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Troubleshooting ICMPv6 with tcpdump

I’ve previously written about my OpenBSD PF firewall in front of my VM server at my colo. I had a firewall rule which used the following variable: icmp6_types=”{ 2, 128 }". This wasn’t working properly on the LAN side, and I had to disable the ICMPv6 restrictions to get things back to working. I wanted to fix this permanently, the right way, by determining what needed to be allowed and what could be denied without breaking things.

I’ve previously written about my OpenBSD PF firewall in front of my VM server at my colo. I had a firewall rule which used the following variable: icmp6_types="{ 2, 128 }". This wasn’t working properly on the LAN side, and I had to disable the ICMPv6 restrictions to get things back to working. I wanted to fix this permanently, the right way, by determining what needed to be allowed and what could be denied without breaking things.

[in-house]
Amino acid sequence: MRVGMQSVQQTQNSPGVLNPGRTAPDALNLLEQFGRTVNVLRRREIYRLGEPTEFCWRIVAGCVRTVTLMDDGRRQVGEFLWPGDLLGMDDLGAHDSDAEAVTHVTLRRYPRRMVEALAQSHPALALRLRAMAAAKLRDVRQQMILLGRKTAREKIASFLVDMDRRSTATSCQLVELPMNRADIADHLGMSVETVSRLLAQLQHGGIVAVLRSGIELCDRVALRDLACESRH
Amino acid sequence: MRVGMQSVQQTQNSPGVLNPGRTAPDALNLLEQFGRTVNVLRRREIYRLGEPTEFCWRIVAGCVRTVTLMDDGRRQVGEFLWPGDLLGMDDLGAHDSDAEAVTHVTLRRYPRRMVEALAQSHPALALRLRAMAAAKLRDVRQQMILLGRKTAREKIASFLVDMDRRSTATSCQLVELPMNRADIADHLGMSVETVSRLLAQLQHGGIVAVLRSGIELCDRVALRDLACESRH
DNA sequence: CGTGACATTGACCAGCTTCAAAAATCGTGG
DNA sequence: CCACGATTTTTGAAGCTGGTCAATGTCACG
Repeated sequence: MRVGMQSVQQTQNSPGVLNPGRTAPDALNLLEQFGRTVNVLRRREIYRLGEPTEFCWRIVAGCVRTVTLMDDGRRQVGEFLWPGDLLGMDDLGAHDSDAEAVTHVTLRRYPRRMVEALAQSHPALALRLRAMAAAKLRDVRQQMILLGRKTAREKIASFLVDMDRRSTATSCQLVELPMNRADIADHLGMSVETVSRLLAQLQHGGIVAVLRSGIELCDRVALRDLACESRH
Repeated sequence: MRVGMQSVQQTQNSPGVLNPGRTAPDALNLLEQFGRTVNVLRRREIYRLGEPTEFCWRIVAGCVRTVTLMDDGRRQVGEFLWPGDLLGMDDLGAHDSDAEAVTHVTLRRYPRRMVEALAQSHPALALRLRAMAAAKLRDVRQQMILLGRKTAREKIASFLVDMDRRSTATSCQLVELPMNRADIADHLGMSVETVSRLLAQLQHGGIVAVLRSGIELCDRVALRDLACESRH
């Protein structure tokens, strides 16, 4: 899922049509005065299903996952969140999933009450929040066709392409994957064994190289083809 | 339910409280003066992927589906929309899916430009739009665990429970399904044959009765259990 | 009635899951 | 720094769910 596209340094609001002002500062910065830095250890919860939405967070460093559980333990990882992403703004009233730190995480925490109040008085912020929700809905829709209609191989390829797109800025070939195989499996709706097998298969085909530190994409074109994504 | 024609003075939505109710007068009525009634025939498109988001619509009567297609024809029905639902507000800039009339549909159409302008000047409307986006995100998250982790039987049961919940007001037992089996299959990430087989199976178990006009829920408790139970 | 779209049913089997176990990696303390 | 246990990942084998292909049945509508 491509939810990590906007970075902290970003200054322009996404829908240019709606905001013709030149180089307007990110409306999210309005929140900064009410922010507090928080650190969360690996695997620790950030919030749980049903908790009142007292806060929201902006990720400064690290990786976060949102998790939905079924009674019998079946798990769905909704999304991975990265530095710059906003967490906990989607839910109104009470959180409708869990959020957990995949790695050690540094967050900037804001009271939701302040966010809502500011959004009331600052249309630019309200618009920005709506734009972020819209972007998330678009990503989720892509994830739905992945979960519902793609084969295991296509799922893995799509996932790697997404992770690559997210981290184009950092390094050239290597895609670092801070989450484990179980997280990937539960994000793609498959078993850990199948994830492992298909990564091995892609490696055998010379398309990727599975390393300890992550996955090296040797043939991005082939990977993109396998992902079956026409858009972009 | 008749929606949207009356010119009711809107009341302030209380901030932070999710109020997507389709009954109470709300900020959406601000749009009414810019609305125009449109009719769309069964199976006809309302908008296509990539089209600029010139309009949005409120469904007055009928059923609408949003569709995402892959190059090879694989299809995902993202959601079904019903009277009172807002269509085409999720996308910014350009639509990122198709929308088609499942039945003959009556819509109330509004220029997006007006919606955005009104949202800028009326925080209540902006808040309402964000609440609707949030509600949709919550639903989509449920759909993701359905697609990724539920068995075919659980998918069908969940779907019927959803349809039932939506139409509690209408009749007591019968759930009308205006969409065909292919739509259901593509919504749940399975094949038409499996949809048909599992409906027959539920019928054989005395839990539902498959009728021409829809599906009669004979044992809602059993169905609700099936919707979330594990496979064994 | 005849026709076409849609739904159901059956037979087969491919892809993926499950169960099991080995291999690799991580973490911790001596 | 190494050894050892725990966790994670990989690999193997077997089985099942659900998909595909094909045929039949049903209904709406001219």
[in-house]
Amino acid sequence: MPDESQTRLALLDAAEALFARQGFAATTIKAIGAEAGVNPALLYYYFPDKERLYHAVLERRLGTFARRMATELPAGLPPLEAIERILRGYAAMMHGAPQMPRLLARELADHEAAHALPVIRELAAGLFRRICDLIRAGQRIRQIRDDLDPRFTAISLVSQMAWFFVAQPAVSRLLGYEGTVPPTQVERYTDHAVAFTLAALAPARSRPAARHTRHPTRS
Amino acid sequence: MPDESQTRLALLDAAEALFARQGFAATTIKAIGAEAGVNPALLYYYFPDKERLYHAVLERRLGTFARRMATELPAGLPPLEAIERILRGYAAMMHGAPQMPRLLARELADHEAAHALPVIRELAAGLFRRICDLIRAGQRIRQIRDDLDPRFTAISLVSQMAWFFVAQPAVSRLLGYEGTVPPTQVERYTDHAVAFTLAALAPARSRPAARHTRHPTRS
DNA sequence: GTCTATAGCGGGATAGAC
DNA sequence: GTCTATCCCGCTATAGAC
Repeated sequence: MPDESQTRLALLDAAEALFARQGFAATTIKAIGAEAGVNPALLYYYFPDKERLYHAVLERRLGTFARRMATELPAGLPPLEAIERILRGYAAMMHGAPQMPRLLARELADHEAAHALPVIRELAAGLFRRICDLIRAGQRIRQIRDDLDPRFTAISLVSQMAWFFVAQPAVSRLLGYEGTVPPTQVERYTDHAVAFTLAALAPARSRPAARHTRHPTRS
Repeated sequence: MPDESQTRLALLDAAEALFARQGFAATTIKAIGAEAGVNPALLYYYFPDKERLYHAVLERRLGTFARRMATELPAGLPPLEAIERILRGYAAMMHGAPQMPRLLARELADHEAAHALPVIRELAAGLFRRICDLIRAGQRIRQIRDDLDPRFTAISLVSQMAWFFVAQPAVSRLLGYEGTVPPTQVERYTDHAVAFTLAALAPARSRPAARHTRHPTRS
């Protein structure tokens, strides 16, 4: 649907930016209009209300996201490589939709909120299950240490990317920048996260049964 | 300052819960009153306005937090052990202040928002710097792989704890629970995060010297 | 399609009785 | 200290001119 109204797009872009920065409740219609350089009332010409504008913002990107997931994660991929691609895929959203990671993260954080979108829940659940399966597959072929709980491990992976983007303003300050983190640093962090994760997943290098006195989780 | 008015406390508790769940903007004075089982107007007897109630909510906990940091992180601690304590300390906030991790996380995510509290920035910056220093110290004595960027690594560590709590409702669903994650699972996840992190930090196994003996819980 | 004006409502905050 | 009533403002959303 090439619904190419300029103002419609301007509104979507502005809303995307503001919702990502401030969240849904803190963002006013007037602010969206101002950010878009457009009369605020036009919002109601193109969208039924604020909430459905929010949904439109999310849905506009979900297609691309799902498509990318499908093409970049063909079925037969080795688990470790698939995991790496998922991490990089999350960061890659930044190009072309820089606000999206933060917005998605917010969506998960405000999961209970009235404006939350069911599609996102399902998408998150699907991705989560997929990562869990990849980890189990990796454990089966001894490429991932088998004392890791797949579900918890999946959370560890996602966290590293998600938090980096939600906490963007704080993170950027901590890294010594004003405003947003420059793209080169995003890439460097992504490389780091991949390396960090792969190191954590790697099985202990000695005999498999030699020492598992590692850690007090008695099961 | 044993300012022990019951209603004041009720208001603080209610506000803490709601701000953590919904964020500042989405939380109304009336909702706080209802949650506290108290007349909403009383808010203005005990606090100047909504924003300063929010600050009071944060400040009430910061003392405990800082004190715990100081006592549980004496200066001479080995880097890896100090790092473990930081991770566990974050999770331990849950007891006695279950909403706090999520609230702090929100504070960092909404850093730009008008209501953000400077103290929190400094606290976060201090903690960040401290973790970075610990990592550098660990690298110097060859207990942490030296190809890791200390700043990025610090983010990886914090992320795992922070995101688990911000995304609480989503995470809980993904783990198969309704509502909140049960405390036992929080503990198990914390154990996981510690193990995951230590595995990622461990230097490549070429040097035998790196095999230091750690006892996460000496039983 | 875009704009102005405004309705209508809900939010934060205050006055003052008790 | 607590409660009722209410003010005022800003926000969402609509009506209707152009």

Tcpdump To The Rescue

I started to tcpdump on the internal interface, to establish exactly which ICMPv6 types were needed for regular operation. I was using tcpdump -i vlanXX ip6, which was WAY too verbose. I eventually found this really helpful blog post (now dead) web.archive.org link of the blog which suggested using the following to troubleshoot NDP issues.

tcpdump -i eth0 'ip6 && icmp6 && (ip6[40] == 133 || ip6[40] == 134 || ip6[40] == 135 || ip6[40] == 136)'

Looking at the table of Types of ICMPv6 Messages on Wikipedia, these numbers correspond to the following strings:

ICMPv6 Value Meaning / Error Message
133 Router Solicitation (NDP)
134 Router Advertisement (NDP)
135 Neighbour Solicitation (NDP)
136 Neighbour Advertisement (NDP)
137 Redirect Message (NDP)